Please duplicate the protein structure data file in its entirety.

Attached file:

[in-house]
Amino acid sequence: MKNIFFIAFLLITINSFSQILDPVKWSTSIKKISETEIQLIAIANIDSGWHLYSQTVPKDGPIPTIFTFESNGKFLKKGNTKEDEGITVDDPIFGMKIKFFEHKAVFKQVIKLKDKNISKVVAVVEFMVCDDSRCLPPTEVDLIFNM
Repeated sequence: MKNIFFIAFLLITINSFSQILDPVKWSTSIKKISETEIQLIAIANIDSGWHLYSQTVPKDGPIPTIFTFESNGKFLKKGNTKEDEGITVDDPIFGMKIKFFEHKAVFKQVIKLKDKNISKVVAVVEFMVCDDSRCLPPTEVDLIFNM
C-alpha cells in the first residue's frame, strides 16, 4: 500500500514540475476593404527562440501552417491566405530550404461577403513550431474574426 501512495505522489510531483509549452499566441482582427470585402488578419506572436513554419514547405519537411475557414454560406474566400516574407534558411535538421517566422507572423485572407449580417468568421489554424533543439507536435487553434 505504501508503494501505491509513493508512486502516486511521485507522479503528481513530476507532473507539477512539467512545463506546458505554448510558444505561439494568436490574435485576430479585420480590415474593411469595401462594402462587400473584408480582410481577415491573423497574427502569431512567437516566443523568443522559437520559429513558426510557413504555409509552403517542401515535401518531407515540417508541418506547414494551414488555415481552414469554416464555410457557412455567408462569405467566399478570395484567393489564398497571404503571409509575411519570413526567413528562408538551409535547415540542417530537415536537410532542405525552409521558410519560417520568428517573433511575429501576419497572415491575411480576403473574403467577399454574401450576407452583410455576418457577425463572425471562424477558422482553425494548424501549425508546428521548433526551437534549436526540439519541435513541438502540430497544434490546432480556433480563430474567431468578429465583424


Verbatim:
[in-house]
Amino acid sequence: MKNIFFIAFLLITINSFSQILDPVKWSTSIKKISETEIQLIAIANIDSGWHLYSQTVPKDGPIPTIFTFESNGKFLKKGNTKEDEGITVDDPIFGMKIKFFEHKAVFKQVIKLKDKNISKVVAVVEFMVCDDSRCLPPTEVDLIFNM
Repeated sequence: MKNIFFIAFLLITINSFSQILDPVKWSTSIKKISETEIQLIAIANIDSGWHLYSQTVPKDGPIPTIFTFESNGKFLKKGNTKEDEGITVDDPIFGMKIKFFEHKAVFKQVIKLKDKNISKVVAVVEFMVCDDSRCLPPTEVDLIFNM
C-alpha cells in the first residue's frame, strides 16, 4: 500500500514540475476593404527562440501552417491566405530550404461577403513550431474574426 501512495505522489510531483509549452499566441482582427470585402488578419506572436513554419514547405519537411475557414454560406474566400516574407534558411535538421517566422507572423485572407449580417468568421489554424533543439507536435487553434 505504501508503494501505491509513493508512486502516486511521485507522479503528481513530476507532473507539477512539467512545463506546458505554448510558444505561439494568436490574435485576430479585420480590415474593411469595401462594402462587400473584408480582410481577415491573423497574427502569431512567437516566443523568443522559437520559429513558426510557413504555409509552403517542401515535401518531407515540417508541418506547414494551414488555415481552414469554416464555410457557412455567408462569405467566399478570395484567393489564398497571404503571409509575411519570413526567413528562408538551409535547415540542417530537415536537410532542405525552409521558410519560417520568428517573433511575429501576419497572415491575411480576403473574403467577399454574401450576407452583410455576418457577425463572425471562424477558422482553425494548424501549425508546428521548433526551437534549436526540439519541435513541438502540430497544434490546432480556433480563430474567431468578429465583424